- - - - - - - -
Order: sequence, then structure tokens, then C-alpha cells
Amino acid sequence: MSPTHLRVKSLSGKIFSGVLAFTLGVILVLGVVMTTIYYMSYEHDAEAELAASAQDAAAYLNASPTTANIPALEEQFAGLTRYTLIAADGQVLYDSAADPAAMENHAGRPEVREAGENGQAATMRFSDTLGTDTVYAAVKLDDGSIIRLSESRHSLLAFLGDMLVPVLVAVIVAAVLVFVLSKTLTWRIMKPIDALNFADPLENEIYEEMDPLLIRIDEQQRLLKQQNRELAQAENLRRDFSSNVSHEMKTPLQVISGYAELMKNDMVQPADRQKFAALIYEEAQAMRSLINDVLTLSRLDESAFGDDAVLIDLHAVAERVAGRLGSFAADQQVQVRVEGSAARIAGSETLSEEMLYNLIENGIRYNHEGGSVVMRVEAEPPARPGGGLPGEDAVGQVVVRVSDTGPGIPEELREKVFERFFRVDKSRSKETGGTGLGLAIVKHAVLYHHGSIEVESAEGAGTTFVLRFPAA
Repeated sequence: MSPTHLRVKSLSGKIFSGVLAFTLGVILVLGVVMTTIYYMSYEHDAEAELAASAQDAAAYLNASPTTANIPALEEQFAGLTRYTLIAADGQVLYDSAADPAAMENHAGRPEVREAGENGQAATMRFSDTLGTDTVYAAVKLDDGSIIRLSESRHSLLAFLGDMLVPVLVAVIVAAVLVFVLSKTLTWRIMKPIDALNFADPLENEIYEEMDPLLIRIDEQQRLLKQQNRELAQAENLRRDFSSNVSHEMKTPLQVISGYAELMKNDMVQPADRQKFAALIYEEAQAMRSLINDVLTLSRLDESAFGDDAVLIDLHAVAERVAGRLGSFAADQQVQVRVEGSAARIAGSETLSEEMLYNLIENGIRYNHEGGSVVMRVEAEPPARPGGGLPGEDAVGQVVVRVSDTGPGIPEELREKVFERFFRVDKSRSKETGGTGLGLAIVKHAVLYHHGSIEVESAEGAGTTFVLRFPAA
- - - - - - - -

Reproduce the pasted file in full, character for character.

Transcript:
Order: sequence, then structure tokens, then C-alpha cells
Amino acid sequence: MSPTHLRVKSLSGKIFSGVLAFTLGVILVLGVVMTTIYYMSYEHDAEAELAASAQDAAAYLNASPTTANIPALEEQFAGLTRYTLIAADGQVLYDSAADPAAMENHAGRPEVREAGENGQAATMRFSDTLGTDTVYAAVKLDDGSIIRLSESRHSLLAFLGDMLVPVLVAVIVAAVLVFVLSKTLTWRIMKPIDALNFADPLENEIYEEMDPLLIRIDEQQRLLKQQNRELAQAENLRRDFSSNVSHEMKTPLQVISGYAELMKNDMVQPADRQKFAALIYEEAQAMRSLINDVLTLSRLDESAFGDDAVLIDLHAVAERVAGRLGSFAADQQVQVRVEGSAARIAGSETLSEEMLYNLIENGIRYNHEGGSVVMRVEAEPPARPGGGLPGEDAVGQVVVRVSDTGPGIPEELREKVFERFFRVDKSRSKETGGTGLGLAIVKHAVLYHHGSIEVESAEGAGTTFVLRFPAA
Repeated sequence: MSPTHLRVKSLSGKIFSGVLAFTLGVILVLGVVMTTIYYMSYEHDAEAELAASAQDAAAYLNASPTTANIPALEEQFAGLTRYTLIAADGQVLYDSAADPAAMENHAGRPEVREAGENGQAATMRFSDTLGTDTVYAAVKLDDGSIIRLSESRHSLLAFLGDMLVPVLVAVIVAAVLVFVLSKTLTWRIMKPIDALNFADPLENEIYEEMDPLLIRIDEQQRLLKQQNRELAQAENLRRDFSSNVSHEMKTPLQVISGYAELMKNDMVQPADRQKFAALIYEEAQAMRSLINDVLTLSRLDESAFGDDAVLIDLHAVAERVAGRLGSFAADQQVQVRVEGSAARIAGSETLSEEMLYNLIENGIRYNHEGGSVVMRVEAEPPARPGGGLPGEDAVGQVVVRVSDTGPGIPEELREKVFERFFRVDKSRSKETGGTGLGLAIVKHAVLYHHGSIEVESAEGAGTTFVLRFPAA